Quick question. What would you say if I asked how you would describe yourself as a runner?
Would you tell me that you are “not a real runner” because you are slow? Would you tell me that you are a “back of the packer” or permanently injured? Would you tell me that you hate strength training or just don’t have enough time to train properly?
Or would you tell me that you are improving steadily, love to take on new challenges, or like to try new approaches to training and recovery?
Your answer to this question reveals a lot about your beliefs and the stories you tell yourself about yourself.
And whether you are conscious of your beliefs or not, they impact everything you do.
How you interact with other people, the goals you set, and how you approach going after those goals.
And believing you are not a “real runner” or could never run an ultramarathon is holding you back from becoming the best runner you can be.
Which stories do you tell yourself about yourself?
Maybe you don’t want to improve as a runner and are happy just cruising along the same route day after day that you have run for the last 5 years.
However, if you want to run faster, further, or with fewer injuries, training your mind is just as important as training your body. Maybe even more so.
If the stories you tell yourself about your abilities as a runner are negative, it will be infinitely harder to reach your goals. You will likely not achieve them at all.
Think back to when you set a specific goal you failed to achieve. What were your beliefs about achieving that goal? Do you even remember them?
Most of our beliefs are subconscious and not even our own.
We picked them up from parents, teachers, and society. For example, I have always been told that I was unathletic and was made fun of in school during PE.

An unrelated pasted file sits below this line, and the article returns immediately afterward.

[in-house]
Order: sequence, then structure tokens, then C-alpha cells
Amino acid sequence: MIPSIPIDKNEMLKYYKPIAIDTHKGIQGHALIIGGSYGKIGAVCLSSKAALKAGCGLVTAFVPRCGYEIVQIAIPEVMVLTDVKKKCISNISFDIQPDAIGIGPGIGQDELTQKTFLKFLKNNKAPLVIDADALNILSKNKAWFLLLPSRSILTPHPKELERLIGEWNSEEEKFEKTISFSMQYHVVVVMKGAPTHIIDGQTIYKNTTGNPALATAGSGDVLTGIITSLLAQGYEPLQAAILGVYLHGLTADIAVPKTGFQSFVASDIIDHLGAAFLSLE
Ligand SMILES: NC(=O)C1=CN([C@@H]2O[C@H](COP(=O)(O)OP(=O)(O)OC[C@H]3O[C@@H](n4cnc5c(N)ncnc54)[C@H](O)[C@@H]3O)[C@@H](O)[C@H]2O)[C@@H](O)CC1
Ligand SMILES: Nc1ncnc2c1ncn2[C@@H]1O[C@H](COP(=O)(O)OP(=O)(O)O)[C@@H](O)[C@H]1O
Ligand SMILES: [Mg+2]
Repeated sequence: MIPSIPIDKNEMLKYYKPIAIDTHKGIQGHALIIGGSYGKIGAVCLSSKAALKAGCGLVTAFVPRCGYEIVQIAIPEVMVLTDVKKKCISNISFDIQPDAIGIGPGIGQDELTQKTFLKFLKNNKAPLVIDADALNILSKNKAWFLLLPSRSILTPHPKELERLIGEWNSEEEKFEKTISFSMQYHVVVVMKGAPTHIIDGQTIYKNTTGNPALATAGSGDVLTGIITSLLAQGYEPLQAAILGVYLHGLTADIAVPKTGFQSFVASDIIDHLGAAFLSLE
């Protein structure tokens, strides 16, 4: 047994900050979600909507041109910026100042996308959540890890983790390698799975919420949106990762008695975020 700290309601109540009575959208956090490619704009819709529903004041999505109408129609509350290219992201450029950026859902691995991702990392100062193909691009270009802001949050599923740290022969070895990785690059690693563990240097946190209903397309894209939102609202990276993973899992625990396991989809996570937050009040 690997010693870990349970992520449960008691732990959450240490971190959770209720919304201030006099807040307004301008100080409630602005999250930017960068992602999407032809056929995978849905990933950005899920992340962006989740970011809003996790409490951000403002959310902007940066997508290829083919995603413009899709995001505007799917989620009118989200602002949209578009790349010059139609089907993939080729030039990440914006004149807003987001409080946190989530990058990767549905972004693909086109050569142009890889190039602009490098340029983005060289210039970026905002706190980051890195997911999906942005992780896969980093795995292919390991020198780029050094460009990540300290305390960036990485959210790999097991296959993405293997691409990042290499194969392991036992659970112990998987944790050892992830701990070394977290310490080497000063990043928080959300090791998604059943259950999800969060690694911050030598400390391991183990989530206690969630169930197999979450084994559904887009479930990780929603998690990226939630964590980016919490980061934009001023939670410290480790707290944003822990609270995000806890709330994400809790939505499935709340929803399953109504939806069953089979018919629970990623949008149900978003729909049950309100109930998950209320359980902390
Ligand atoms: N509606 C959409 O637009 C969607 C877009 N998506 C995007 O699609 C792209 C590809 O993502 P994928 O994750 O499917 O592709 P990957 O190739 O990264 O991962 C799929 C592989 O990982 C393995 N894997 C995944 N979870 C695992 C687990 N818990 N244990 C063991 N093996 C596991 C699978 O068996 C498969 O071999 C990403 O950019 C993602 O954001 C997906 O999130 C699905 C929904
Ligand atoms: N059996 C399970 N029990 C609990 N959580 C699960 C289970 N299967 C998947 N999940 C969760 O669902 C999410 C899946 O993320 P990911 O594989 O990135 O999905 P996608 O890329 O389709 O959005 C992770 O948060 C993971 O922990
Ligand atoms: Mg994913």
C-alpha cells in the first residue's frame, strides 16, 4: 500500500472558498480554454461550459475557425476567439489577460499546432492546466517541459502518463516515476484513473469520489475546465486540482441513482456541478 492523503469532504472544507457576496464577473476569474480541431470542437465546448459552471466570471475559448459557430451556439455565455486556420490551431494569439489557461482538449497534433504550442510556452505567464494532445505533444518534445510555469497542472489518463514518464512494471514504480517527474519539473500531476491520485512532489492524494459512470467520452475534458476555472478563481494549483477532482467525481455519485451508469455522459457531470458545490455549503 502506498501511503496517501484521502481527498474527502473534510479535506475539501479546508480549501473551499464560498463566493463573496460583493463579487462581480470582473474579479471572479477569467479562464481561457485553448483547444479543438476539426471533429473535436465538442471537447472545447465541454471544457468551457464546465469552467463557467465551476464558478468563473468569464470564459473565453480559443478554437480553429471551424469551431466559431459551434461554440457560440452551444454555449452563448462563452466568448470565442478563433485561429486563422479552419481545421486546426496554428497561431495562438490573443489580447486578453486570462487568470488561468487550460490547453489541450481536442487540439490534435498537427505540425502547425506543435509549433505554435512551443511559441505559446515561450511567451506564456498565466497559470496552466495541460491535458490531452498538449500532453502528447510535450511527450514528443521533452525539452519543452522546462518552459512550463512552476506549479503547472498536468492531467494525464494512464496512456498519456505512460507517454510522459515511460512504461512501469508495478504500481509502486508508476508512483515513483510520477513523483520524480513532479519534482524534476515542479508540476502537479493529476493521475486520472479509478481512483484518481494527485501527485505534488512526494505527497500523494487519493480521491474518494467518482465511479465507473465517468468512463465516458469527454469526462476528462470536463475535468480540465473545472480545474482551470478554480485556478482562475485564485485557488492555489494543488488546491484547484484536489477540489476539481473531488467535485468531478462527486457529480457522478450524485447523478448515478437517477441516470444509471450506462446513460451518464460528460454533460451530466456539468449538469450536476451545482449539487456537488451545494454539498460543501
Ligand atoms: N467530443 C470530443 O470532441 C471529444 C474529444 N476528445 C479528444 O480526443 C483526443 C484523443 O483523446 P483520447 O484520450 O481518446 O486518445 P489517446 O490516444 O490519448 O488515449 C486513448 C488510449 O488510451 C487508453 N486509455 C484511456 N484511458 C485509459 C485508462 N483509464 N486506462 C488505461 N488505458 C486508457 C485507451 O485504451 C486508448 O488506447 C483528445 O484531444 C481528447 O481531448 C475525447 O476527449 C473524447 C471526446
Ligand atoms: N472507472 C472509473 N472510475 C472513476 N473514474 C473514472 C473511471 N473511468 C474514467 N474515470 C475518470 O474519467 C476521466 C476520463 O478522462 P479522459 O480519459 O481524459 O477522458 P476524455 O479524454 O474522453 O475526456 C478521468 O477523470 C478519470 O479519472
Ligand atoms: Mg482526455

Until my early 20s, I thought I hated exercise, even though I loved going for hikes in the forests and riding my bike. It was not until I started running and felt its effects on my body and mind that I fell in love with exercise.
Over the years, I have shifted my identity from believing I was unathletic to being an athlete.
Changing my beliefs about running leads me to act differently and to pursue goals I once thought too hard for me to accomplish.
Once I believed I could improve as a runner, I put more effort into my training, read more about exercise science, ate healthier, and made lifestyle choices that supported my running.
What if you changed the stories you tell yourself?
When you accept the fact that your mindset influences every aspect of your life, you can entertain the idea that maybe you can achieve your goals if you change your beliefs.
Just think about it.
What running goals would you set if you believed that you could improve at any age and no matter your circumstances?
How would you approach your training sessions if you thought you were an athlete?
What would you change about your lifestyle to support your running dreams if you actually believed you could achieve them?
I’m a massive fan of the psychotherapist Marissa Peer. Her new book is titled “Tell Yourself a Better Lie.” (*afilliate link)